When Economic Experiments Can Help Consumer Research

Steven C. Huff


In their quest to better understand and predict human behavior, consumer researchers have been relatively unaffected by a growing trend in the social sciences—the interplay between economics and psychology. This is not necessarily a surprise given that consumer researchers are often trained within the psychology paradigm and often get little exposure to economics. The main purpose of this article, therefore, is to (a) introduce consumer researchers to methods of experimental economics, and (2) propose situations in which its tools and procedures can provide alternative approaches to common problems in consumer research. The article is divided into two main sections. First, it describes four key practices that characterize a typical economic experiment, and discusses how they can be applied to consumer research. The article then presents two procedures commonly used in experimental economics to elicit preferences and beliefs.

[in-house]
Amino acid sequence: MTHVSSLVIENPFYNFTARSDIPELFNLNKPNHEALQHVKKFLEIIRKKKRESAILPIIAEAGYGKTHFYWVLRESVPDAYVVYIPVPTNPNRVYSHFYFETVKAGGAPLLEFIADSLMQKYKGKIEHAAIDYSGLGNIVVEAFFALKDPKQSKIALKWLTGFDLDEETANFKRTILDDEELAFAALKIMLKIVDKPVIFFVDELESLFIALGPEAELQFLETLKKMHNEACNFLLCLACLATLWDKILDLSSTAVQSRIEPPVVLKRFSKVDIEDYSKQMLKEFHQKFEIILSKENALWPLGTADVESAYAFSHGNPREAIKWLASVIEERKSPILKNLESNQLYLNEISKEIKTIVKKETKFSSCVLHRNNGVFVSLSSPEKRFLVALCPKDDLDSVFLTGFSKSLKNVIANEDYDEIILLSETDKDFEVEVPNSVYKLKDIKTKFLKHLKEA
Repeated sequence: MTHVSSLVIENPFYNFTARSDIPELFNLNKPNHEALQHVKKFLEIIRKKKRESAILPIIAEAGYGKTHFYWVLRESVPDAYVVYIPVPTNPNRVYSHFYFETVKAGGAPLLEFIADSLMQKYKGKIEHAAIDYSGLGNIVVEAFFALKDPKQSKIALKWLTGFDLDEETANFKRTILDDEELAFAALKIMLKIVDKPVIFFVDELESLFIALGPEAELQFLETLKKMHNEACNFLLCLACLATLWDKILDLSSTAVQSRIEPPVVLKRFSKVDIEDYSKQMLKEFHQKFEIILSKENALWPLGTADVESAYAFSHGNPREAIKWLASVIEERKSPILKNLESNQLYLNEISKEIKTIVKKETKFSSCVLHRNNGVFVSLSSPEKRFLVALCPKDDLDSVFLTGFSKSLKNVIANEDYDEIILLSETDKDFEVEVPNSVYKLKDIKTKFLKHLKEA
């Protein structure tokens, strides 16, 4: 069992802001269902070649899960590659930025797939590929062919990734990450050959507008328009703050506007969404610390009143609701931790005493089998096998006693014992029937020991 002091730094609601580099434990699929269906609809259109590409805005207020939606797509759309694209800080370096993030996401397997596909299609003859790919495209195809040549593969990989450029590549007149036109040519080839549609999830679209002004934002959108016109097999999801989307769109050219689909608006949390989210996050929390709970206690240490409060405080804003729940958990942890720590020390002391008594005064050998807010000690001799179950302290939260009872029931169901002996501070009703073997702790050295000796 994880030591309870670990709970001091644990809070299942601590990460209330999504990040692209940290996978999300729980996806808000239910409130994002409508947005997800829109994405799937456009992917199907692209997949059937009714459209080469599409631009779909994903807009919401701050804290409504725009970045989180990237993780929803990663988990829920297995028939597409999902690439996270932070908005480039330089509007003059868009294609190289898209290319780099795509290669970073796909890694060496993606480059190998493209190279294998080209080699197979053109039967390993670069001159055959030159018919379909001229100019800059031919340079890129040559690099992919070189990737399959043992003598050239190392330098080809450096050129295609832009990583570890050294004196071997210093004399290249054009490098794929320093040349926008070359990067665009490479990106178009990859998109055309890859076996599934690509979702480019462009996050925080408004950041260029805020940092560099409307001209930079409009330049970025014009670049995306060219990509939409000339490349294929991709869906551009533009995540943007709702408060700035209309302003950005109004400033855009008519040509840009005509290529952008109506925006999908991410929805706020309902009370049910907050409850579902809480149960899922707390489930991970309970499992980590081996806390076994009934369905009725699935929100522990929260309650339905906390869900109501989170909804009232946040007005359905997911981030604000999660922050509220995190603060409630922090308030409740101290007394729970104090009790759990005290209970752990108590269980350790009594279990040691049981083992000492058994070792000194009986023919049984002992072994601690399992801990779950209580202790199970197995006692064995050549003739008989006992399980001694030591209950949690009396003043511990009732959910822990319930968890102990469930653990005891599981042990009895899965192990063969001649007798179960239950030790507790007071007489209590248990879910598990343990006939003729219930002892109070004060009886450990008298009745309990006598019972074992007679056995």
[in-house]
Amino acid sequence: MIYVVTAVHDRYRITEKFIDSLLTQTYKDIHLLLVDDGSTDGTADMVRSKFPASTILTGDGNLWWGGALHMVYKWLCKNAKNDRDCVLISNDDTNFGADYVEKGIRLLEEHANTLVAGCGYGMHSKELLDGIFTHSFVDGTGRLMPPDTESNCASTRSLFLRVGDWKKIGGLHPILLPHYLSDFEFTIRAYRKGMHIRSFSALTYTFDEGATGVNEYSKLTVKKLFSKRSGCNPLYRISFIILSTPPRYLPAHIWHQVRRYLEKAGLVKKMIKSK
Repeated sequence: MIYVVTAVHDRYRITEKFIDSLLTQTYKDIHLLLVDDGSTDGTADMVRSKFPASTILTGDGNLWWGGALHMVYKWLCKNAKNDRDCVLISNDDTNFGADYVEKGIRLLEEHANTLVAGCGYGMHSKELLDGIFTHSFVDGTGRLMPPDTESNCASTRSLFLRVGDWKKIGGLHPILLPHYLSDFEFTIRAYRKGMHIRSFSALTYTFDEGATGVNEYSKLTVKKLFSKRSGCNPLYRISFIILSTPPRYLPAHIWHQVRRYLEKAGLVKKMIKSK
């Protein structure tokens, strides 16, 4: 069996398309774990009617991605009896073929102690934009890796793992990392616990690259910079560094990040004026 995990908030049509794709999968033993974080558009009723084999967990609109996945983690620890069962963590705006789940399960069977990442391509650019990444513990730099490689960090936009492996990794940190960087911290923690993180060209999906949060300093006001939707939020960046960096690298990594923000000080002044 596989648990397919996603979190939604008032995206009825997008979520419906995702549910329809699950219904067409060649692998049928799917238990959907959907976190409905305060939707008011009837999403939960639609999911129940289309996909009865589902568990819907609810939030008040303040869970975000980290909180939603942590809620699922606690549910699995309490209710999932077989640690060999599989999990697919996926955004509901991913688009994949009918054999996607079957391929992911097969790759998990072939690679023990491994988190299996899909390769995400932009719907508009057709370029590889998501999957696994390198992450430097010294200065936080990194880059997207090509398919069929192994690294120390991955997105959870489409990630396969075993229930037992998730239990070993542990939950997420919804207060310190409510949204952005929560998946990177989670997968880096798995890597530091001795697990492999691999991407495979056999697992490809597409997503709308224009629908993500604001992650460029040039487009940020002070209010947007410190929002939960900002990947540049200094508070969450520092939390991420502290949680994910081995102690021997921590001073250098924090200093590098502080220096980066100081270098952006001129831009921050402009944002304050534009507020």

Full Text:


DOI: https://doi.org/10.5539/ibr.v7n5p91

Creative Commons License
This work is licensed under a Creative Commons Attribution 4.0 International License.

International Business Research  ISSN 1913-9004 (Print), ISSN 1913-9012 (Online)

Copyright © Canadian Center of Science and Education

To make sure that you can receive messages from us, please add the 'ccsenet.org' domain to your e-mail 'safe list'. If you do not receive e-mail in your 'inbox', check your 'bulk mail' or 'junk mail' folders.